Over the past month, a petition has been circulating asking the Obama administration to bring graduate student stipends back to their pre-1986 tax-exempt status. I urge you to not sign this petition, as it is misguided and damaging to our image. If you believe graduate student researchers are more valuable than their compensation, then demand more compensation, not a tax loophole.

First, the caveat: I can only speak for the STEM fields. In these fields, a combination of government, corporate, and university grants support research-track students in the lab and classroom. This compensation usually comes in the form of full tuition coverage and a stipend in the range of $1500-$2500 per month, and sometimes includes health coverage.

Our stipends put our yearly income at $18,000-$30,000/year. Compare this to a poverty threshold of $18,530 for a family of three, or $29,990 for a family of six. In computer science, you can double your income with a summer internship, placing you above the median 2009 household income. At first glance, it seems like we are reasonably compensated before we take into account the education, advising, networking, and travel opportunities our life decision has earned us.

Of course, the argument in the petition is more nuanced than one of unreasonable taxation. The petition speaks to the value of our “innovative, cutting-edge thinking” relative to “bankers, lobbyists, or hedge-fund managers.” The comparison is certainly timely, but sweeps under the rug other valuable fields, like Nursing or Carpentry. Both of these fields earn more than the median graduate student in STEM, but optimistically, we are in a position of higher upward mobility once we graduate.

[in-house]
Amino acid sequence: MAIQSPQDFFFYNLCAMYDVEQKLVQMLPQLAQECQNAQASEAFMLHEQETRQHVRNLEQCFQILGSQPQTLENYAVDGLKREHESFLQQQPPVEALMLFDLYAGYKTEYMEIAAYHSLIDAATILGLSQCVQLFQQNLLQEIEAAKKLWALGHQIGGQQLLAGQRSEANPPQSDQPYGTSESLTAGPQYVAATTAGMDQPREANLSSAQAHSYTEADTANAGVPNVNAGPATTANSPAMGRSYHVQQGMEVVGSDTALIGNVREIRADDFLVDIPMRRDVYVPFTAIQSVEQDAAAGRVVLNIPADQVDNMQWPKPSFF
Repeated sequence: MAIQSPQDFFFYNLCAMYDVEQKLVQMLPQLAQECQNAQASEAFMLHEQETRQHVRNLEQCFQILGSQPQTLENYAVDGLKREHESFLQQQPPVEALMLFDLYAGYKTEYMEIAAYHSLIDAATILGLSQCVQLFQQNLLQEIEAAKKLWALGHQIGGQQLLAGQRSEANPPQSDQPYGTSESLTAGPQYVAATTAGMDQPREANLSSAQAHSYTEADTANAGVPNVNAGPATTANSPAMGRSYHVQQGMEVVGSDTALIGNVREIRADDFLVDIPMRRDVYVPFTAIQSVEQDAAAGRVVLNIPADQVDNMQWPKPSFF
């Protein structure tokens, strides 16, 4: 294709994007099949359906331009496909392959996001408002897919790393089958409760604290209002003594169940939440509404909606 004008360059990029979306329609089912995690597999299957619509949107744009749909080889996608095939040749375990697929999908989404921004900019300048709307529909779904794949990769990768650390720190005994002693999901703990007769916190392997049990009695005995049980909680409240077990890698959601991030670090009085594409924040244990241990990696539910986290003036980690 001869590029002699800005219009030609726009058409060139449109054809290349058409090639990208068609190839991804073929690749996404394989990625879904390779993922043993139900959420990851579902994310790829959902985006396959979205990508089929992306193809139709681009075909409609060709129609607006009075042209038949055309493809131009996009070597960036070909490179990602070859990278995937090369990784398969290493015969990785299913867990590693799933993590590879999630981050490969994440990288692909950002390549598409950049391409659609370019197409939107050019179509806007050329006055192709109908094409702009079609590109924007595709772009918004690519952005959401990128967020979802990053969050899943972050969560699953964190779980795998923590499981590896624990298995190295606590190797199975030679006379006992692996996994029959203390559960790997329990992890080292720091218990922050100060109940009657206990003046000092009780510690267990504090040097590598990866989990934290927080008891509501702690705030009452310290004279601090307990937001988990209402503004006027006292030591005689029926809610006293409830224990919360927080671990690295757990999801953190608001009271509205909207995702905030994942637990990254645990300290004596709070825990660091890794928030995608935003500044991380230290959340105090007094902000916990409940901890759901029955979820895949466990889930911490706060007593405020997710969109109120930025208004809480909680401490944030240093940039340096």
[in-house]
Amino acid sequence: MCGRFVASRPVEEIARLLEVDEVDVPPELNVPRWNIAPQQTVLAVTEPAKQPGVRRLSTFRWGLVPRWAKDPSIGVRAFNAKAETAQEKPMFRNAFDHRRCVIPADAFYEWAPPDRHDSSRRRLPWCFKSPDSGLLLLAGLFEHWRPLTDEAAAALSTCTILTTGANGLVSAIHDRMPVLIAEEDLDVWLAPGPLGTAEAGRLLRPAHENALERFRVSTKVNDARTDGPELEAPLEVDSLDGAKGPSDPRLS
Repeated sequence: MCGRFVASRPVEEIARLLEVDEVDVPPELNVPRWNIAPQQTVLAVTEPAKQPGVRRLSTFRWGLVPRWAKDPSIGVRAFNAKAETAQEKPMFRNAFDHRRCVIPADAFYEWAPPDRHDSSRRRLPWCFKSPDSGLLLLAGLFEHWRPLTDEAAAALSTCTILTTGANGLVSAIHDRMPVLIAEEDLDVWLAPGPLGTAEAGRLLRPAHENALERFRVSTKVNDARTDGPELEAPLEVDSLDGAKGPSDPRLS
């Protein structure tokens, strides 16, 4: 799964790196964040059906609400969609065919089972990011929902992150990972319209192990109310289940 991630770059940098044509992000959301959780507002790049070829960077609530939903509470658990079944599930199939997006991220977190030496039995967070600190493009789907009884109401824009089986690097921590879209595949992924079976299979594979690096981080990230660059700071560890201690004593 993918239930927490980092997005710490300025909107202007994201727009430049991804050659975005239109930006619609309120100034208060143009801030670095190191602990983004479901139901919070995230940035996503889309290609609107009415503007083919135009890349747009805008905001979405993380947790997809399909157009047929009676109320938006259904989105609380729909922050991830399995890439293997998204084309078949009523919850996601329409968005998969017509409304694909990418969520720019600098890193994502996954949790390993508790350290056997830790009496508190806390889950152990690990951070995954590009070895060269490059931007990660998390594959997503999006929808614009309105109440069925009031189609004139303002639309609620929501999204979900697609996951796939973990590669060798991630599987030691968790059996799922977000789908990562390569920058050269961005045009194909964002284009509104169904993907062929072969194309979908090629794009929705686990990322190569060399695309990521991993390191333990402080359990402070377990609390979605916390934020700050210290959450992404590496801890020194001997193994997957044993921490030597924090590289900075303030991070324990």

Perhaps a better comparison is what we could earn if we had not chosen graduate studies. With a B.S. in Computer Science, my undergraduate colleagues at large technology firms and startups are earning 3-5x what I earn through my stipend. Am I more valuable as a researcher than I would be in their shoes? This seems like a good conversation to have.

This is a discussion one of relative value. In the absolute sense, graduate students in STEM are not poor, and should pay taxes in whatever tax bracket we fall. Perhaps we’re not compensated enough for what we provide to society. I would like to believe that STEM’s contribution to social and economic development is significant. If we’re seeing a dirth of STEM researchers and our value to society is high, the market failure should be supplemented by the government. Not in the form of yet another tax break, but as an increase in the number of stipends or the amount of compensation distributed per researcher.

STEM is under attack. We should elevate its image by discussing how valuable our work is, not by asking for pity. Demand what you are worth, but remember how lucky you are.